Christmas Eve: History, Traditions and Activities
Christmas is looked forward to by people all around the world. It is a time meant to remember and celebrate the birth of Christ for practising Christians. For others, Christmas is a time to celebrate with family. Christmas Eve is often the time when families get together, to give, to love and to treasure and value one another.
When Is Christmas Eve Celebrated?
The evening before Christmas is most widely recognised as Christmas Eve. Sometimes, knowing what day is Christmas Eve is not so straight forward. At times, if Christmas day is on the weekend, the holiday of Christmas Eve may be kept on a different day. This is not very common, however.
Christmas Eve History
Long before Christianity spread across the globe, many Pagan cultures celebrated the Winter Solstice. As people began to believe in the gospel of Christianity and convert, they would need to now live for Christ and let go of their Pagan traditions. However, there were some people who found it very hard to let go of the festivities that centred around this time of year. They soon adopted the celebrations into their new religion, despite initial protests by the Church.
Because the people were now Christians, however, certain limitations and changes had to be made to their celebrations. The very reason it was celebrated was changed. While earlier it was the celebration of the Winter Solstice, it changed to become a celebration of the birth of Jesus.
Although devout and practising Christians celebrate the birth of Christ, the rest of the secular culture continues to celebrate the Winter Solstice. Since Christianity is so widespread, the celebration of the Winter Solstice, or “Yule” in some places, came to call by the Christian name, “Christmas” even though they are not the same festival. The mixing of Christian and Pagan traditions has become the more popular version of Christmas and is what the world is more familiar with.
Christmas Eve can be considered to be even more important than Christmas Day itself. This holds true for both Christian and Pagan traditions. The celebrations for Christians are held on Christmas Eve because according to the account of the creation of the world, the first day consisted of the evening first and then morning. Even the Biblical Sabbath begins at sundown. Christmas Eve is considered to be the start of Christmas Day. It is the time of day when tradition holds that Jesus was born.
For those who do not practice Christianity, Christmas Eve is a time for family, for celebrations, for parties and feasts.
How Is Christmas Eve Celebrated?
If you are wondering what to do on Christmas Eve, here are some common Christmas Eve traditions and activities:
1. Hot Chocolate and Christmas Stories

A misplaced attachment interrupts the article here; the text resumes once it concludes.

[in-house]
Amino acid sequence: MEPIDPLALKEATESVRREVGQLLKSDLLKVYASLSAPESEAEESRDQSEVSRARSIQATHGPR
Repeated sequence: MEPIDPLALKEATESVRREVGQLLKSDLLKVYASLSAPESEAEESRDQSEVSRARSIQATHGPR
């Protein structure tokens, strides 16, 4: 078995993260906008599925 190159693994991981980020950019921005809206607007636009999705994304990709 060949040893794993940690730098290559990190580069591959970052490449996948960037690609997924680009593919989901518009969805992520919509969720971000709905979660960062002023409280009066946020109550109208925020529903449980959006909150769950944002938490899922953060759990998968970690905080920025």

There is something comforting and special about gathering together for that warm-up of hot cocoa and enjoying some classic Christmas tales. Christian families will tell the stories of the birth of Christ, while others may enjoy classics such as “A Christmas Carol” that reminds us to always have a good attitude and treat others with respect and charity.
2. Christmas Carolling
There is something to be said about spreading Christmas Cheer. Going carolling is a great way to do it. Either do it in your neighbourhood or visit places such as orphanages, nursing homes and hospitals. This is one of the most classic of all Christmas Eve activities.
3. Making Christmas Goodies
The sweets that are made in each country and family will differ. This will usually depend on local customs and traditions. However, one thing is for sure, everyone loves to do some home baking and make little goodie bags for visitors, neighbours, family and friends. The one Christmas goodie that may transcend most cultures is the beloved Christmas fruit cake.
4. Fill the Stockings
A famous Christmas tradition involves hanging up stockings, one for each person. The idea is to fill it with gifts. With kids, parents will often fill them up with gifts and chocolates while the children are asleep, so it appears to be a surprise on Christmas morning.
5. Leave Snacks for Santa and the Reindeer
In a house with kids, this tends to be a tradition to keep the magic of Santa Claus alive. Leave out a glass of bourbon or brandy for Santa to warm him up, and some carrots for the Reindeer. Some families leave out milk and cookies.
6. Go to Church
Church-going Christians never fail to attend a Church service on Christmas Eve to celebrate and give thanks for the birth of their Lord and Saviour, Jesus Christ. Some churches offer each person a Christmas Eve candle that is to be lit while singing certain carols.
7. Christmas Eve Bonfire
A tradition in some churches that have space is to have a Christmas Eve bonfire, where Christmas Carols are sung and warm drinks handed out to keep everyone cosy. You can do this in your backyard with your family as well.